Constitution Revision Commission member Lisa Carlton’s proposal would add vaping to the state’s voter-approved 2002 ban on indoor smoking.
By John Kennedy | GateHouse Capital Bureau
TALLAHASSEE — Vaping and e-cigarettes would be added to the state’s indoor ban on smoking under a ballot proposal advanced Tuesday by the state’s Constitution Revision Commission.
But the same panel showed little interest in a separate proposal that could reduce an anti-smoking campaign voters years ago agreed to finance with a portion of the state’s landmark settlement with cigarette makers.
Commissioner Lisa Carlton, a former Republican state senator from Osprey, had an easy time getting her proposed vaping ban to the next step on the path to the ballot: The CRC’s rules and drafting committee.
“Those of us who don’t vape have been an experiment,” said Carlton, who said the second-hand health risks of vaping are still being determined. “But it’s really time for all of us to clean up our malls, restaurants and our workplaces.”
Carlton’s proposal would add vaping to the state’s voter-approved 2002 ban on indoor smoking.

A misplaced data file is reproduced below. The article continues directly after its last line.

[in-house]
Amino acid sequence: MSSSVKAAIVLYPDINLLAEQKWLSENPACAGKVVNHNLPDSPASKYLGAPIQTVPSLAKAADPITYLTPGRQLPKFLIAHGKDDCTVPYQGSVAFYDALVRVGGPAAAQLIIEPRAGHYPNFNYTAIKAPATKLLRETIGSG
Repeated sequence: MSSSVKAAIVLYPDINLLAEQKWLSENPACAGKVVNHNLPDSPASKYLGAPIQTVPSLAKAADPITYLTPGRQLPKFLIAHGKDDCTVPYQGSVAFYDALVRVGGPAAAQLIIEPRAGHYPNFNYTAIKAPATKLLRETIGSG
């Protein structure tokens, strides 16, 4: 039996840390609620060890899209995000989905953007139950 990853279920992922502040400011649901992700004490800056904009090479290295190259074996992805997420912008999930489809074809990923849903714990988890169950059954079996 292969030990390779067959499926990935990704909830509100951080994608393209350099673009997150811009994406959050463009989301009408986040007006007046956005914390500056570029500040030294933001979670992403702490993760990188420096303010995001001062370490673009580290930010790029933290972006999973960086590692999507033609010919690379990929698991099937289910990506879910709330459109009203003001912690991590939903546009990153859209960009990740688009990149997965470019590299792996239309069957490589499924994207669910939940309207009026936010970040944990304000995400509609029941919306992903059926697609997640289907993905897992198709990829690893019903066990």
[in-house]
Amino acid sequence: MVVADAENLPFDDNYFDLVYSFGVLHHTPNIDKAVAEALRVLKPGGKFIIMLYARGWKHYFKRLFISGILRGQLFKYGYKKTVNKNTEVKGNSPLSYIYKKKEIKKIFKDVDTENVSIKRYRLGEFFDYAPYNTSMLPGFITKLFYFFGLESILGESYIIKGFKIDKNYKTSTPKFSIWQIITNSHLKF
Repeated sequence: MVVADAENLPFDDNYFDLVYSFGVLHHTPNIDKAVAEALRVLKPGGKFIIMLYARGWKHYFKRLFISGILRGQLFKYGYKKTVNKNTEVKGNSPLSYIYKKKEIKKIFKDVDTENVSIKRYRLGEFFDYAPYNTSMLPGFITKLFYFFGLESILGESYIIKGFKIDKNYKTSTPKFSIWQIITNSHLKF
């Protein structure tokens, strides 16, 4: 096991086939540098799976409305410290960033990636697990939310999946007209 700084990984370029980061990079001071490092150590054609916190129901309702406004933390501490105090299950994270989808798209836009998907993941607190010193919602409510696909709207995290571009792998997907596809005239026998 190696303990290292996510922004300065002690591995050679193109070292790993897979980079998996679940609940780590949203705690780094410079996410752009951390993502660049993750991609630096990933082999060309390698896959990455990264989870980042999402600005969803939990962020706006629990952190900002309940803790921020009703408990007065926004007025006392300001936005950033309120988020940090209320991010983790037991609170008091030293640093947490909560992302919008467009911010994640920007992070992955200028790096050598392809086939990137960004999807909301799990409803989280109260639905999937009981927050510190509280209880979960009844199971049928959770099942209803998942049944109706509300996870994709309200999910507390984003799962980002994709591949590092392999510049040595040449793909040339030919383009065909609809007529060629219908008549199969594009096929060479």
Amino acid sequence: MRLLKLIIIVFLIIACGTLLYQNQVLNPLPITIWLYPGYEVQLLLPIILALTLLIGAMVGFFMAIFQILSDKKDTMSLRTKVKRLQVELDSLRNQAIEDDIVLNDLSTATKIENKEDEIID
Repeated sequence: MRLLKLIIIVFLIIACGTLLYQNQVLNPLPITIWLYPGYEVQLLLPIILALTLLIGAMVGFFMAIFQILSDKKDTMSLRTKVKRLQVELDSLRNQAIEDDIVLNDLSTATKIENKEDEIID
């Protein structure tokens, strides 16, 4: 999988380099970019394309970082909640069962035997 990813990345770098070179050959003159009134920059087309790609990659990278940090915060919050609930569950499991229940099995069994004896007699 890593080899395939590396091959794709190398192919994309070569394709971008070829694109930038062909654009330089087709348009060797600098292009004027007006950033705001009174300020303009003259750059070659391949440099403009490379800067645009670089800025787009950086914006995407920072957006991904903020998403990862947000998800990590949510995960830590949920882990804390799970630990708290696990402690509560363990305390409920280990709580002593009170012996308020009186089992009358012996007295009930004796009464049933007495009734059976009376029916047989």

She said it was largely a technical change, pointing out that while e-cigarettes have only become widely available in the last few years, they pose potential health risks to users, and those near them.
“I just see this as keeping up with technology,” said Florida Attorney General Pam Bondi, who also serves on the CRC.
Bondi said that in 2002, vaping was “something that was never contemplated.”
Carlton’s proposal would ban vaping at restaurants, offices and most other indoor public settings. It advanced to the CRC’s Style and Drafting Committee, a final step before coming back for a vote by the full commission which faces a May 10 deadline for finalizing its 2018 ballot proposals.
The other smoking measure by Commissioner Jeannette Nunez, a Republican House member from Miami, drew a range of questions before she postponed action on the proposal amid little apparent support.
Nunez is looking to ask voters to revamp a 2006 constitutional amendment that currently steers $23 million from the 1997 settlement with cigarette makers toward the Tobacco Free Florida television advertising and marketing campaign. Nunez’s proposal would put funding for the program before the Legislature for review.
She called the allocation an “arbitrary number that does not belong in our constitution.”
But Carlton and other members questioned the move. Carlton said that through a long series of CRC hearings around the state, “I’m not seeing a groundswell from the public that says we have to change this.”
Commissioner Arthenia Joyner, a former Tampa Democratic state senator, also challenged Nunez.
“Why do you think the Legislature has the right to change the program?” Joyner asked.
Nunez defended her approach, saying it was worthwhile to re-evaluate all the anti-tobacco spending outlined by voters in 2006. But in postponing a vote on the measure, Nunez left its future in doubt.
The CRC meets every 20 years and has the power to put constitutional amendments directly on the ballot.